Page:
• Attach Exhibits for Explanation & Clarity!

For example: any report or document produced by an expert described above; the parties’ Financial Declarations; an Equitable Apportionment of Marital Property Worksheet; an amortization schedule for installment payments of equitable distribution; calculations for reduction of future payments to present value; etc.

  • Reserve Jurisdiction of the Court!

Enforcement. Once an agreement is approved and made an order of the court, that court has continuing jurisdiction for enforcement. No special provision is necessary. If an agreement is not made an order of the court, enforcement will have to made by other means. However, the family court will always have jurisdiction over matters concerning minor children. The court may or may not enforce provisions in an unapproved agreement. The court would have to review and approve it first.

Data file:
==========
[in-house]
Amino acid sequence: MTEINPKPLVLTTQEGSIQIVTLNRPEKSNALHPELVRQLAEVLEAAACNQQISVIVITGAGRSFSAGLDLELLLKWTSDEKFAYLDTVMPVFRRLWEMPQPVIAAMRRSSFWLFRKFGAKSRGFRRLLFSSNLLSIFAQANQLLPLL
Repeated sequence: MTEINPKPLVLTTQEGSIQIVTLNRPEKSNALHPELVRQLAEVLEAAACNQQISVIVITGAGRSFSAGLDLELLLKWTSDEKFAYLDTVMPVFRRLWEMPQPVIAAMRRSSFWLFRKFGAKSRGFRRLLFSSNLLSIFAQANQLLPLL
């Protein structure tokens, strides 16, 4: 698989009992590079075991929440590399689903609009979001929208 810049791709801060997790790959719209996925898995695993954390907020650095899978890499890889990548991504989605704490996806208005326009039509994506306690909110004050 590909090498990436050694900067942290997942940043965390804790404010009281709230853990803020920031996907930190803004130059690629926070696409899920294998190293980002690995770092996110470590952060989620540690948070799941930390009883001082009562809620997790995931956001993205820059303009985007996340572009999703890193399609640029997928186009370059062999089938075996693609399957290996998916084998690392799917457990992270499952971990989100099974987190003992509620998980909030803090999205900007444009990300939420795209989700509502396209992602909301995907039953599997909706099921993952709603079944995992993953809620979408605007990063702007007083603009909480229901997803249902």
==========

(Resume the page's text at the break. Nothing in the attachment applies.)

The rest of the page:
QDROs. It is imperative that a court-approved agreement reserve jurisdiction to issue a supplemental order known as a Qualified Domestic Relations Order (QDRO). Once a court issues its final order in a case, it cannot issue another order in the case without a specific reservation of jurisdiction or another action being filed, served and brought before it. Also, jurisdiction should be reserved for amendments. Some financial institutions are notorious for sending back QDROs for amendments even though you meticulously followed their requirements and instructions.

Feedback

This work is not perfect (yet) so please give feedback – be it good, bad or ugly. All comments are welcome. This is a work in progress. If you should find and be kind enough to report a problem or defect with this document or would just like to comment or make a suggestion, please contact:

Bultz Law Offices
417 79th Ave N
Ste A
Myrtle Beach, SC 29572

(ph) 843-626-2006
(fax) 843-839-9496
bultzlaw@gmail.com